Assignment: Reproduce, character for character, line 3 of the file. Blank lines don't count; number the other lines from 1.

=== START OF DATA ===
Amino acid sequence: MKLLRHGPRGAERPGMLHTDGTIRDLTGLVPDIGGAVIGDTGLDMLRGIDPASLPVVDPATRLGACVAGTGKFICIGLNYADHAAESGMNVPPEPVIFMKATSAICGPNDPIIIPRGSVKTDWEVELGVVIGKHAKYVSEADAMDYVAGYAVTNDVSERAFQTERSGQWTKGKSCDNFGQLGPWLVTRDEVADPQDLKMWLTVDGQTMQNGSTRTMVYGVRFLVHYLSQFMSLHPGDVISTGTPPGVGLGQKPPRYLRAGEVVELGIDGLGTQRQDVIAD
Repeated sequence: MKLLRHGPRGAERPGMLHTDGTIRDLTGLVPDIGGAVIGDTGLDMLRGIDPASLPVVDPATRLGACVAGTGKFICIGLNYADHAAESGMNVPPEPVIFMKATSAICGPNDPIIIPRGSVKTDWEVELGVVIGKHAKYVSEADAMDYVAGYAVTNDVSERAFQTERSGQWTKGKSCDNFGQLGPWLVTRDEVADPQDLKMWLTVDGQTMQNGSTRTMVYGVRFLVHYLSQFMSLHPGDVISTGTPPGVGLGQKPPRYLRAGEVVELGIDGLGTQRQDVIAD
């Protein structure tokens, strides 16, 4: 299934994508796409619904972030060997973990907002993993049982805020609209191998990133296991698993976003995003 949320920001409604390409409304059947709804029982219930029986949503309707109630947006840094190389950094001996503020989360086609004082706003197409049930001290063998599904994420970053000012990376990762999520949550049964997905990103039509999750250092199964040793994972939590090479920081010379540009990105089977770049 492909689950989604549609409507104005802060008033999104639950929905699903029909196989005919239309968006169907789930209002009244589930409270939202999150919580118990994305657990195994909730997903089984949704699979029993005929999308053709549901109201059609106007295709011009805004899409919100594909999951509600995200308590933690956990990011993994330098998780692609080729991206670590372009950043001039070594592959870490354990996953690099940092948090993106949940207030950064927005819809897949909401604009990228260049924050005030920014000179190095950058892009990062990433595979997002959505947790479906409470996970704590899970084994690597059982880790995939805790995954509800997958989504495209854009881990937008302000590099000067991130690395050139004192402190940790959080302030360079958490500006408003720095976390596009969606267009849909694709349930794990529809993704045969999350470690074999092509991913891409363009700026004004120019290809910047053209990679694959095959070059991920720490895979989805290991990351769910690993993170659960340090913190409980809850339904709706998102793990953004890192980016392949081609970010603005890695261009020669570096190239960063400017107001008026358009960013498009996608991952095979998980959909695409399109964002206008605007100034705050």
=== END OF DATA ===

């Protein structure tokens, strides 16, 4: 299934994508796409619904972030060997973990907002993993049982805020609209191998990133296991698993976003995003 949320920001409604390409409304059947709804029982219930029986949503309707109630947006840094190389950094001996503020989360086609004082706003197409049930001290063998599904994420970053000012990376990762999520949550049964997905990103039509999750250092199964040793994972939590090479920081010379540009990105089977770049 492909689950989604549609409507104005802060008033999104639950929905699903029909196989005919239309968006169907789930209002009244589930409270939202999150919580118990994305657990195994909730997903089984949704699979029993005929999308053709549901109201059609106007295709011009805004899409919100594909999951509600995200308590933690956990990011993994330098998780692609080729991206670590372009950043001039070594592959870490354990996953690099940092948090993106949940207030950064927005819809897949909401604009990228260049924050005030920014000179190095950058892009990062990433595979997002959505947790479906409470996970704590899970084994690597059982880790995939805790995954509800997958989504495209854009881990937008302000590099000067991130690395050139004192402190940790959080302030360079958490500006408003720095976390596009969606267009849909694709349930794990529809993704045969999350470690074999092509991913891409363009700026004004120019290809910047053209990679694959095959070059991920720490895979989805290991990351769910690993993170659960340090913190409980809850339904709706998102793990953004890192980016392949081609970010603005890695261009020669570096190239960063400017107001008026358009960013498009996608991952095979998980959909695409399109964002206008605007100034705050």